|Reaction stage||PREVENTIVE resistance (precautionary phase)|
|Groups mobilizing:||International ejos|
Environmental lawyers, food organisations
|Forms of mobilization:||Creation of alternative reports/knowledge|
Development of a network/collective action
Development of alternative proposals
Involvement of national and international NGOs
Lawsuits, court cases, judicial activism
Media based activism/alternative media
Objections to the EIA
Official complaint letters and petitions
|Environmental Impacts||Potential: Biodiversity loss (wildlife, agro-diversity), Genetic contamination, Other Environmental impacts|
|Other Environmental impacts||AquAdvantage fish might escape and cause the collapse of wild salmon populations. Environmental concerns are the most significant ones associated with the development of GE animals (see the report of the National Research Council), which was prepared at the request of the FDA after the AquAdvantage salmon submission. The risk of harm from GE animals is the product of (i) harm, given exposure to the hazard (that is, the GE animal), and (ii) the probability of exposure17,18. And in this case, the probability of exposure given the ‘Limitations for Use’ associated with the AquAdvantage salmon product definition was seen to be extremely small due to the triple redundancy of simultaneous containment measures—that is, (i) land-based production with physical confinement barriers (screens), (ii) reproductive confinement measures resulting in 99% sterility and 100% female production stocks and (iii) thermally lethal lake and stream temperatures downstream from the proposed production facility in Panama— and high salinity of waters surrounding the Canadian location" .|
|Health Impacts||Potential: Exposure to unknown or uncertain complex risks (radiation, etc…), Malnutrition|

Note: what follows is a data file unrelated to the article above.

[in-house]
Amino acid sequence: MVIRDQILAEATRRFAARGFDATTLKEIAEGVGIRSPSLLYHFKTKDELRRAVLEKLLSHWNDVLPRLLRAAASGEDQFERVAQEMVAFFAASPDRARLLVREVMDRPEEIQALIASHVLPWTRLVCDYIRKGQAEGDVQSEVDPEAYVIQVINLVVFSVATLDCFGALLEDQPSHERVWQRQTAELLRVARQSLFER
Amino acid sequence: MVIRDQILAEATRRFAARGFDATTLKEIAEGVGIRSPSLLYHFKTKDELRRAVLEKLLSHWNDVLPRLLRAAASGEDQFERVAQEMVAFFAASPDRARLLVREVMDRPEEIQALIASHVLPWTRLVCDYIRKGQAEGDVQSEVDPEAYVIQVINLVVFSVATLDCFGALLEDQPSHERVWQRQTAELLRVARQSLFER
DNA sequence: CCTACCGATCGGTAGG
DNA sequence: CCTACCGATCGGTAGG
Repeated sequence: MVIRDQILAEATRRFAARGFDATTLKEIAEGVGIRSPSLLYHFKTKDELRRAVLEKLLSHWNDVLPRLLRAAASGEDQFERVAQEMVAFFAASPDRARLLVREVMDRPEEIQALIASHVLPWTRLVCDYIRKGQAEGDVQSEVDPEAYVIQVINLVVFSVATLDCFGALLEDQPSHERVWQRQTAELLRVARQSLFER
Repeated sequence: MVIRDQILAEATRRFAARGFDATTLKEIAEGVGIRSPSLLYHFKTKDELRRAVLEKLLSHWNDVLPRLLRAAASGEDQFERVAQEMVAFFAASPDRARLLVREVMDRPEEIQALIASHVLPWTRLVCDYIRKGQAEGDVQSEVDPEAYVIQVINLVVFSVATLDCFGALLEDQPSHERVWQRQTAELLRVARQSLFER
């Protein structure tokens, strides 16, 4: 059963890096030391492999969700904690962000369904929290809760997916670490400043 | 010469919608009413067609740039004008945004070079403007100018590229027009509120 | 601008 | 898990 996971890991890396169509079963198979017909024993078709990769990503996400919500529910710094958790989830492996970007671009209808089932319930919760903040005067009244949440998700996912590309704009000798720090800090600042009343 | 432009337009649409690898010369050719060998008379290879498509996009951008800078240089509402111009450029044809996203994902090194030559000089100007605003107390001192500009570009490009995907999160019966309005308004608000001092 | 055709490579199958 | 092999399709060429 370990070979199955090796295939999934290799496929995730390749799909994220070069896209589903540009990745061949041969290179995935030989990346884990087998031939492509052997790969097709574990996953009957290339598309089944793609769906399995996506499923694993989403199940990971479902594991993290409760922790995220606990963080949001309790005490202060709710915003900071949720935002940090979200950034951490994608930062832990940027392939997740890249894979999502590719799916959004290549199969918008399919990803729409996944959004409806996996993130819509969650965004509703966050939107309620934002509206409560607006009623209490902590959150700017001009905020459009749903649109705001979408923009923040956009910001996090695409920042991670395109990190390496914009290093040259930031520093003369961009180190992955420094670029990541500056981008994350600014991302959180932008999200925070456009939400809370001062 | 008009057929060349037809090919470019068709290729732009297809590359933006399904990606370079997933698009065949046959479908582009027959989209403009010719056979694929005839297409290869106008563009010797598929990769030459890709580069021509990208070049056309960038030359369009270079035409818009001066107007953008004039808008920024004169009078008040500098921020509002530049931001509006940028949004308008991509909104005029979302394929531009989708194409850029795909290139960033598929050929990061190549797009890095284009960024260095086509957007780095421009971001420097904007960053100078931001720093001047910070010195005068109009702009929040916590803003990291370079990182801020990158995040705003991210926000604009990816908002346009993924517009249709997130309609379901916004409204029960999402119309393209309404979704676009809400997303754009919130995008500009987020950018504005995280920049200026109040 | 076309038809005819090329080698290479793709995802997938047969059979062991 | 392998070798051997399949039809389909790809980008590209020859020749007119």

|Socio-economical Impacts||Potential: Loss of livelihood, Loss of traditional knowledge/practices/cultures, Loss of landscape/sense of place|
|Project Status||Under construction|
|Conflict outcome / response:||Court decision (failure for environmental justice)|
New Environmental Impact Assessment/Study
Project temporarily suspended
|Proposal and development of alternatives:||The opponents demand the protection of wild salmon and the application of precautionary principle regarding the production, marketing and consumption of GM-salmon.|
|Do you consider this an environmental justice success? Was environmental justice served?:||No|
|Briefly explain:||The raising and marketing of GM salmon has been stopped several times through street protests and judicial activism, but the project is ongoing.|
|Juridical relevant texts related to the conflict (laws, legislations, EIAs, etc)|
|References to published books, academic articles, movies or published documentaries|
|Related media links to videos, campaigns, social network|
|Contributor:||Irmak Ertör, ICTA UAB, ENVJUSTICE|
Sitka residents say 'NO' to genetically modified fish
Protests of Sitka residents against Frankenfish, 2013
No to Frankenfish
Protests against 'Frankenfish' at PEI (The Council of Canadians, 2015) 
AquAdvantage Salmon 
The comparison of sizes: GM salmon vs non-GM salmon
Sitka residents say 'NO' to Frankenfish - 2